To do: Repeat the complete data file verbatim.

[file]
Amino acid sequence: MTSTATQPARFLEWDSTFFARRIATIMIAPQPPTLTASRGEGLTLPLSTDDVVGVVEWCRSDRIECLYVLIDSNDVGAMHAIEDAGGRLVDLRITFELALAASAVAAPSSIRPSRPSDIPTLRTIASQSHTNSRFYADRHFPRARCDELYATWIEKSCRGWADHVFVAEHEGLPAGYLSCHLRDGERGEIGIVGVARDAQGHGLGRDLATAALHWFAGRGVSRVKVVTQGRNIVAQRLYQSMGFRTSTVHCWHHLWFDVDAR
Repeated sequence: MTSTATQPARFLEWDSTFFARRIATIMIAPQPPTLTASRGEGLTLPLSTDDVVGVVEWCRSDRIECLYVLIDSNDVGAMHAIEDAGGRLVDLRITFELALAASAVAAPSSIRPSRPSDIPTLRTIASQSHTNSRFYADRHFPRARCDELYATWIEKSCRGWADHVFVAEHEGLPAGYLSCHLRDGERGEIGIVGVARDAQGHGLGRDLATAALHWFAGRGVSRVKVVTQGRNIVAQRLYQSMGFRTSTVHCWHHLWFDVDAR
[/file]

Amino acid sequence: MTSTATQPARFLEWDSTFFARRIATIMIAPQPPTLTASRGEGLTLPLSTDDVVGVVEWCRSDRIECLYVLIDSNDVGAMHAIEDAGGRLVDLRITFELALAASAVAAPSSIRPSRPSDIPTLRTIASQSHTNSRFYADRHFPRARCDELYATWIEKSCRGWADHVFVAEHEGLPAGYLSCHLRDGERGEIGIVGVARDAQGHGLGRDLATAALHWFAGRGVSRVKVVTQGRNIVAQRLYQSMGFRTSTVHCWHHLWFDVDAR
Repeated sequence: MTSTATQPARFLEWDSTFFARRIATIMIAPQPPTLTASRGEGLTLPLSTDDVVGVVEWCRSDRIECLYVLIDSNDVGAMHAIEDAGGRLVDLRITFELALAASAVAAPSSIRPSRPSDIPTLRTIASQSHTNSRFYADRHFPRARCDELYATWIEKSCRGWADHVFVAEHEGLPAGYLSCHLRDGERGEIGIVGVARDAQGHGLGRDLATAALHWFAGRGVSRVKVVTQGRNIVAQRLYQSMGFRTSTVHCWHHLWFDVDAR